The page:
(Beyond Pesticides, February 13, 2009) The Utah Department of Agriculture and Food (UDAF) has ended its organic certification program, which was established in 2000, two years before federal organic standards. The state’s effort to save itself an unknown amount in its budget will force organic farmers to pay significantly more for out-of-state certification. Larry Lewis, UDAF spokesman, said there was not enough time after Governor Jon Huntsman called for spending cuts to determine how to run the program profitably.
As of January 29, UDAF’s website carried a message from Clair Allen, director of UDAF’s Plant Industry department, saying, “The Utah Department of Agriculture and Food’s Organic Certification Program is in a state of flux at this time. Its future is dependent on action by the Utah Legislature as they consider which programs to continue funding during out economic downturn. Please do not download or send in documents relating to our Organic Certification Program until the issue is resolved. We expect to have this issue resolved by the end of the 2009 Legislative Session.”
Since the shuttering of the program, organic farmers have had to pay up to 10 times as much for private certification, often from California. UDAF typically charged between $50 and $2,500, and the tenfold difference is making a significant difference in farmers’ budgets. Mr. Allen showed little sympathy for affected growers, saying, “If all farmers went back to organic farming, we’d be starving by now, and that’s the reality. As far as organic certification is concerned, I’d rather cut programs than people.”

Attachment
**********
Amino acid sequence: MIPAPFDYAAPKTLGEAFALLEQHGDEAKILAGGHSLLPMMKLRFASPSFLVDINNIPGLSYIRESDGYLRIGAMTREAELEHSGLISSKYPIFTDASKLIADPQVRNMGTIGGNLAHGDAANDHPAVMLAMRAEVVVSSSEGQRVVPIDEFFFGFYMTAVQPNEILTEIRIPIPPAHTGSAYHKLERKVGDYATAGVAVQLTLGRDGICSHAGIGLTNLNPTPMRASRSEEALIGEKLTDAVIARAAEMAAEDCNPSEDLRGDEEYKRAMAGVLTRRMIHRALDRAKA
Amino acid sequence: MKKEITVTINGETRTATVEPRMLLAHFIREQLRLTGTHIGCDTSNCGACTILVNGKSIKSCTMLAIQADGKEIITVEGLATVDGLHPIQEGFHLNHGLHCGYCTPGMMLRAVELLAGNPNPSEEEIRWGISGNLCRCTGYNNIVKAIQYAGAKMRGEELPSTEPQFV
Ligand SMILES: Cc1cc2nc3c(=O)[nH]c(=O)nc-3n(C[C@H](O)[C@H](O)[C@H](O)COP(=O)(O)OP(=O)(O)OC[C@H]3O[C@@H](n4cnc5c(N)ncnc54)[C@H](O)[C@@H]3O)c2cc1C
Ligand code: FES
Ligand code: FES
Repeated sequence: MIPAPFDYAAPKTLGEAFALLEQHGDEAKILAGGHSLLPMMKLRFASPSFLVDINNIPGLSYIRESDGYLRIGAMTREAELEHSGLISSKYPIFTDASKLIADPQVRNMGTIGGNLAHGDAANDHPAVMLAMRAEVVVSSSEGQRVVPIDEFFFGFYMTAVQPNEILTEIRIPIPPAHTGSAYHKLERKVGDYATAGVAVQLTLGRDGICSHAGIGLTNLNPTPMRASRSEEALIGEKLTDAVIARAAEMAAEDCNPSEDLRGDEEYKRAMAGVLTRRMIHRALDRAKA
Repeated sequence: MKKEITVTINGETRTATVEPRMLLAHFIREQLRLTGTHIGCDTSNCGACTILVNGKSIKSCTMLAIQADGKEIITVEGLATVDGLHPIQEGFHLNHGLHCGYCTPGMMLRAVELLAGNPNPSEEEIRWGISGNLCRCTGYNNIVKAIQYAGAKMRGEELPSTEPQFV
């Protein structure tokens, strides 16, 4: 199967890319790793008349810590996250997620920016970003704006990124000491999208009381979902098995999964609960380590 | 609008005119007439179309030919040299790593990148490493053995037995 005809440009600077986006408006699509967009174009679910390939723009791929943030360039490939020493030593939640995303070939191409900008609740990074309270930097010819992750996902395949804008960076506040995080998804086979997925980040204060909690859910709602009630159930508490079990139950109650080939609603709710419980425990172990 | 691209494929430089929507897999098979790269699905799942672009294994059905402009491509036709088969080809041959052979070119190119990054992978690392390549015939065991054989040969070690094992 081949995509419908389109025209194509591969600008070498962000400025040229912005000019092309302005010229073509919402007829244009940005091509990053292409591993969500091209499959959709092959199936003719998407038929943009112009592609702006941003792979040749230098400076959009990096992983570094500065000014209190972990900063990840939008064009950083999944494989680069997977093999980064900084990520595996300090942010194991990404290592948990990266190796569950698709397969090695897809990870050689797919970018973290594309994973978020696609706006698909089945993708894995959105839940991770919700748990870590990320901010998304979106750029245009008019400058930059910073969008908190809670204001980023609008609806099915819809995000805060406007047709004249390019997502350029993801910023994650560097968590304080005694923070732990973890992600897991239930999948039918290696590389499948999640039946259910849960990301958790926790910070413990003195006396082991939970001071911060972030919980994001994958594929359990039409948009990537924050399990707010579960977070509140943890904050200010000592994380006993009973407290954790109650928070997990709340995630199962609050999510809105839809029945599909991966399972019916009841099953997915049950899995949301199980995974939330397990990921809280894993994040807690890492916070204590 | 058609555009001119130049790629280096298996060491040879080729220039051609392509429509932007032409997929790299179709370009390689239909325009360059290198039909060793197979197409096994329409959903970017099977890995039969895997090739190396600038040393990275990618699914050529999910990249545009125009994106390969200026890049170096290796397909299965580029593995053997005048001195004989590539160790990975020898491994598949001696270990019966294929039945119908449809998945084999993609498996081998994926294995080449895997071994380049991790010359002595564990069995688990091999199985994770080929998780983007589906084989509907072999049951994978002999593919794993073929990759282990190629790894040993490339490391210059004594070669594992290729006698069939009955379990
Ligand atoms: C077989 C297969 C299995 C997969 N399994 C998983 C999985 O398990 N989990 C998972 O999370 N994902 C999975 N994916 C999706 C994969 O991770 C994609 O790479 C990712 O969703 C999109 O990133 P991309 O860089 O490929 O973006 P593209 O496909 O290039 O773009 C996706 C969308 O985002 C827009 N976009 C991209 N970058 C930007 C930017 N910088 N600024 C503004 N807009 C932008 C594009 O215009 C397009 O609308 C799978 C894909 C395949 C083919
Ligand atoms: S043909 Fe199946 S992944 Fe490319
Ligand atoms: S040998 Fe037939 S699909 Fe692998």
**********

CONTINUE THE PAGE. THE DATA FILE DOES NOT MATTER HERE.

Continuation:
The loss of the organic certification program also ends the state’s law enforcement of its organic standards, which insured the integrity of UDAF certified products. “Utah’s program is a complete package,” said Miles McEnvoy, president of the National Association of State Organic Programs. “The difference with Utah’s program and that of other states is that only Utah has the authority to enforce national organic standards, providing more oversight to protect the integrity of the organic product.”
These developments may be a sign of the times at UDAF. Last year, it proposed making it illegal to list milk as free from artificial hormones, which was backed by rbST-manufacturer, Monsanto. Consumer input to UDAF is important in preserving policies and programs that protect human health and the environment. To comment, contact Larry Lewis, Utah Agriculture Department, at firstname.lastname@example.org, or write Mr. Lewis at 350 N. Redwood Road, Salt Lake City, UT, 84114. You can also contact your state representatives and senators.
Source: Salt Lake Tribune